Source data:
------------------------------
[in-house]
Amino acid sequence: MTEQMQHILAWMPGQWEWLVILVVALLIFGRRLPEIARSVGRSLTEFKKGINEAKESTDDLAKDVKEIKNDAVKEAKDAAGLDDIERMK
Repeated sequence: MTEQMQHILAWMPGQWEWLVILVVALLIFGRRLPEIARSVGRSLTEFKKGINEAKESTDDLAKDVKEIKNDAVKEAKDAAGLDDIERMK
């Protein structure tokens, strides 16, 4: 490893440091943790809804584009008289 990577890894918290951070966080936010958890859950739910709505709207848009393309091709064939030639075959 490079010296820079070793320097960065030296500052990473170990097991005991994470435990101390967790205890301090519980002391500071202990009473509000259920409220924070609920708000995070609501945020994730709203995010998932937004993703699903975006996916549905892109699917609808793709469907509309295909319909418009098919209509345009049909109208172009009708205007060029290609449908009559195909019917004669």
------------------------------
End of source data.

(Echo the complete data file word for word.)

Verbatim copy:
[in-house]
Amino acid sequence: MTEQMQHILAWMPGQWEWLVILVVALLIFGRRLPEIARSVGRSLTEFKKGINEAKESTDDLAKDVKEIKNDAVKEAKDAAGLDDIERMK
Repeated sequence: MTEQMQHILAWMPGQWEWLVILVVALLIFGRRLPEIARSVGRSLTEFKKGINEAKESTDDLAKDVKEIKNDAVKEAKDAAGLDDIERMK
């Protein structure tokens, strides 16, 4: 490893440091943790809804584009008289 990577890894918290951070966080936010958890859950739910709505709207848009393309091709064939030639075959 490079010296820079070793320097960065030296500052990473170990097991005991994470435990101390967790205890301090519980002391500071202990009473509000259920409220924070609920708000995070609501945020994730709203995010998932937004993703699903975006996916549905892109699917609808793709469907509309295909319909418009098919209509345009049909109208172009009708205007060029290609449908009559195909019917004669």